It is an additional object of this invention to provide a device of the character described wherein the performance/control monitor includes a peroxidatively active reagent which is kept out of reactive contact with the guaiac-impregnated sheet until the developer reagent is applied to the device.
It is another object of this invention to provide a device of the character described which is adapted to be packaged in an air-tight, yet loose, stack to protect the guaiac reagent against degradation during storage.
It is yet another object of this invention to provide a device of the character described wherein the devices are dispensed from a stack thereof disposed in an opaque container which protects the guaiac reagent from exposure to light.
These and other objects and advantages of the invention will become more readily apparent from the following detailed description of preferred embodiments of a device formed in accordance with the invention when taken in conjunction with the accompanying drawings, in which:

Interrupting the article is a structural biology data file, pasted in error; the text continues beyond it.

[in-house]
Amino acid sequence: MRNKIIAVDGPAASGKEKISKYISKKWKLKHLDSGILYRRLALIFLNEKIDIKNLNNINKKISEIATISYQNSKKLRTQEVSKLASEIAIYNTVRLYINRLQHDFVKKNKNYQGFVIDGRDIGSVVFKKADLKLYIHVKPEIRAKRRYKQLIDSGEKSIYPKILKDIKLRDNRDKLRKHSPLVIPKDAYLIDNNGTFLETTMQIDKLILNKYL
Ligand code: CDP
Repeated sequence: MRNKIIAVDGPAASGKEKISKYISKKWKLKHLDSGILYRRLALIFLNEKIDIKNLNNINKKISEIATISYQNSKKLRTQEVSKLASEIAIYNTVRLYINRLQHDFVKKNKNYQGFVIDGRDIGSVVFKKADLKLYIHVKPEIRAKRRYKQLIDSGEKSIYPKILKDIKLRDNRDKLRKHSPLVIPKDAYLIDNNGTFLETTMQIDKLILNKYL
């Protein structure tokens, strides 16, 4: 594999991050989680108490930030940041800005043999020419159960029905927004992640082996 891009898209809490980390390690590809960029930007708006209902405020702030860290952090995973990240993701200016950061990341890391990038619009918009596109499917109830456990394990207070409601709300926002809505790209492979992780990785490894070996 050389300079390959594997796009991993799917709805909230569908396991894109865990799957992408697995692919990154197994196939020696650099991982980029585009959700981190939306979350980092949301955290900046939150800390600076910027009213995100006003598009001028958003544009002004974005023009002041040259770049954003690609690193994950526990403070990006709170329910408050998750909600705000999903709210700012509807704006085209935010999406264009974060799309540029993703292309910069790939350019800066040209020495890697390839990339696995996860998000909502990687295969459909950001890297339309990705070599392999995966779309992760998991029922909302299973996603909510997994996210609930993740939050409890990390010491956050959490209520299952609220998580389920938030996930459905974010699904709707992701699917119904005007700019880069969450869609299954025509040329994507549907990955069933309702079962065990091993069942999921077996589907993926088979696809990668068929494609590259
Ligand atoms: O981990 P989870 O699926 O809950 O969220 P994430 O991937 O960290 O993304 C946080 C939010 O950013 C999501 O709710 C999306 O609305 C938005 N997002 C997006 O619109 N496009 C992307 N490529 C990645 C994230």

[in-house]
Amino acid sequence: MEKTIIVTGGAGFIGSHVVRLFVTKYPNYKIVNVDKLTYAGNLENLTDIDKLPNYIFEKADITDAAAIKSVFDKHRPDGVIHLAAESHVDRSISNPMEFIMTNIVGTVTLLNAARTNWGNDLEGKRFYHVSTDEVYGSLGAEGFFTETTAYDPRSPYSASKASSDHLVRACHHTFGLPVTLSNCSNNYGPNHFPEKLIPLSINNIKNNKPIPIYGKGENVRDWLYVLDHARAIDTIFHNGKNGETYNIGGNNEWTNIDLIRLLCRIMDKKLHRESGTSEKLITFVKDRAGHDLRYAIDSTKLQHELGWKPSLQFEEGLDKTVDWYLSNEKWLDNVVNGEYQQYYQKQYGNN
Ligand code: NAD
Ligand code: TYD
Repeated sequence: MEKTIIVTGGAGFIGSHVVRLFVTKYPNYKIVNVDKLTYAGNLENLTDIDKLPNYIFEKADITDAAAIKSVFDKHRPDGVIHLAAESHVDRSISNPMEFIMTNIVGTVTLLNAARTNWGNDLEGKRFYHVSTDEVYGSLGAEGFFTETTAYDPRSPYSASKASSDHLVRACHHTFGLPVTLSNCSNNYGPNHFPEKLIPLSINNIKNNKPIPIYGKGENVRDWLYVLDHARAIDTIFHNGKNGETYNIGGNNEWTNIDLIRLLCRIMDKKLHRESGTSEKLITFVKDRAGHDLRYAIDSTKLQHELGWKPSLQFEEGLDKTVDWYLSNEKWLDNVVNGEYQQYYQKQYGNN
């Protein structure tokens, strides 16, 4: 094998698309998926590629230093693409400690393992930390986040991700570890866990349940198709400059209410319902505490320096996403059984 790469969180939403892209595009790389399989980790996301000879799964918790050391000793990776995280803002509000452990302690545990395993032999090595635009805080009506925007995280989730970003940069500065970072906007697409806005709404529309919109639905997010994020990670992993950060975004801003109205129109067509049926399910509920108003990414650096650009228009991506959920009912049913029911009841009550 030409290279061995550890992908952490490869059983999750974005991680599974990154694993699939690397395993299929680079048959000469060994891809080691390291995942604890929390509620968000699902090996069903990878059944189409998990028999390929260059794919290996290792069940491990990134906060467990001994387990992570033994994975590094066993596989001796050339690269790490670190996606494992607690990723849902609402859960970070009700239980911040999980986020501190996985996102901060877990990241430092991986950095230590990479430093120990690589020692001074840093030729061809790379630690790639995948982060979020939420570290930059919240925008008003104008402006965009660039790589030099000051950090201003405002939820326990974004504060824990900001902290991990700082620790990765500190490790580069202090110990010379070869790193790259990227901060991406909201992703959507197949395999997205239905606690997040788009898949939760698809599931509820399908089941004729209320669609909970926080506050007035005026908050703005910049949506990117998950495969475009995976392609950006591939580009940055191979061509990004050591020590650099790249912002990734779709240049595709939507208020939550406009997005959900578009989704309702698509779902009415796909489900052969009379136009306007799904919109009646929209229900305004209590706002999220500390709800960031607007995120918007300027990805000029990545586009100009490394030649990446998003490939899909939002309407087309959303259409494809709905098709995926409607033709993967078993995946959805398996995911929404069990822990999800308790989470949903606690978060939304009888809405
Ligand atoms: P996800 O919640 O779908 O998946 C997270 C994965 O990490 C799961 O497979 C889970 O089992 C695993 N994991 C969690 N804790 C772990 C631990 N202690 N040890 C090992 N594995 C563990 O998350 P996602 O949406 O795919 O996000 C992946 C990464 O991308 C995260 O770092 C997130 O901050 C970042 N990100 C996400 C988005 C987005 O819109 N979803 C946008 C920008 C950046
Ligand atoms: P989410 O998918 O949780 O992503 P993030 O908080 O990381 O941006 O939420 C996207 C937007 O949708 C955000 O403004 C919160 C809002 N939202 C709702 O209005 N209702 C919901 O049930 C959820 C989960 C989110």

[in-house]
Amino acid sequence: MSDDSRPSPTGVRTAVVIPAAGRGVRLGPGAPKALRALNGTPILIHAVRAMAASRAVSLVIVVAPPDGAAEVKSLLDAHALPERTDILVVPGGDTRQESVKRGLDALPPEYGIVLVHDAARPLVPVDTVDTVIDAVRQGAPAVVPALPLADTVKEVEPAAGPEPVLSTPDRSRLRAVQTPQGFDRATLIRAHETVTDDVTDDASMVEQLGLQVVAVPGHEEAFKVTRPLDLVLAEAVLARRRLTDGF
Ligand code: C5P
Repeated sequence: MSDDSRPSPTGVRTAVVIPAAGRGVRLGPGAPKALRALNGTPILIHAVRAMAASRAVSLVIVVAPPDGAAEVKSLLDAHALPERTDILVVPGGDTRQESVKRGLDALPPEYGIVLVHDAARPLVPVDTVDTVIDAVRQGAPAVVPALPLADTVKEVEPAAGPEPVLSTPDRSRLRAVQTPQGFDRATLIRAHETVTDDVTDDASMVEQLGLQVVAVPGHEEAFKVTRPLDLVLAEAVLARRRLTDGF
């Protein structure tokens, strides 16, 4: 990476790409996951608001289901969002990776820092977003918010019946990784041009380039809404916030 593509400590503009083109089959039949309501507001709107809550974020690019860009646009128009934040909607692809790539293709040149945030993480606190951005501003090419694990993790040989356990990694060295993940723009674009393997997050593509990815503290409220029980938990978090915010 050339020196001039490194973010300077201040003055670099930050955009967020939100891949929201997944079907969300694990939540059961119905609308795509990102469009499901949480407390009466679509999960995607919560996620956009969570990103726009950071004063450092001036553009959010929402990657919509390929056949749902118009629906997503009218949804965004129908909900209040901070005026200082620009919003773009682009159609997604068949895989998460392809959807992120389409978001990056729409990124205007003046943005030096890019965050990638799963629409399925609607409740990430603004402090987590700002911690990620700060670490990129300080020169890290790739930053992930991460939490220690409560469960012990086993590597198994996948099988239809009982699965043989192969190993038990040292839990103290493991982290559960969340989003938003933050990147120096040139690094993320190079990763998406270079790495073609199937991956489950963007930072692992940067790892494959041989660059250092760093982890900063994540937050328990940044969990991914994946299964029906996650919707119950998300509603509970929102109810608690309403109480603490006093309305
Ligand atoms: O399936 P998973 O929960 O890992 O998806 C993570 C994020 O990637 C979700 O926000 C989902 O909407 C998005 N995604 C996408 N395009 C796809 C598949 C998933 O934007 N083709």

FIG. 1 is an exploded perspective view of a first embodiment of a device formed in accordance with this invention;
FIG. 2 is a top plan view of the device of FIG. 1;
FIG. 3 is a fragmented sectional view taken along line 3--3 of FIG. 2;
FIG. 4 is a top plan view similar to FIG. 2 but showing a second embodiment of the device of this invention;
FIG. 5 is a fragmented sectional view taken along 5--5 of FIG. 4;
FIG. 6 is a side elevational view of a stack of the devices shown in FIG. 2 or 4;
FIG. 7 is a perspective view of a container adapted for holding a stack of the devices of this invention for dispensing individual ones of the devices from the stack;
FIG. 8 is a sectional view of the container of FIG. 7 showing the manner in which the devices are held therein;
FIG. 9 is a perspective view similar to FIG. 7 but showing the back of the container;
FIG. 10 is a side elevational view of a stack of devices made in accordance with this invention which are formed as part of a continuous strip; and
FIG. 11 is a plan view of the strip of FIG. 10.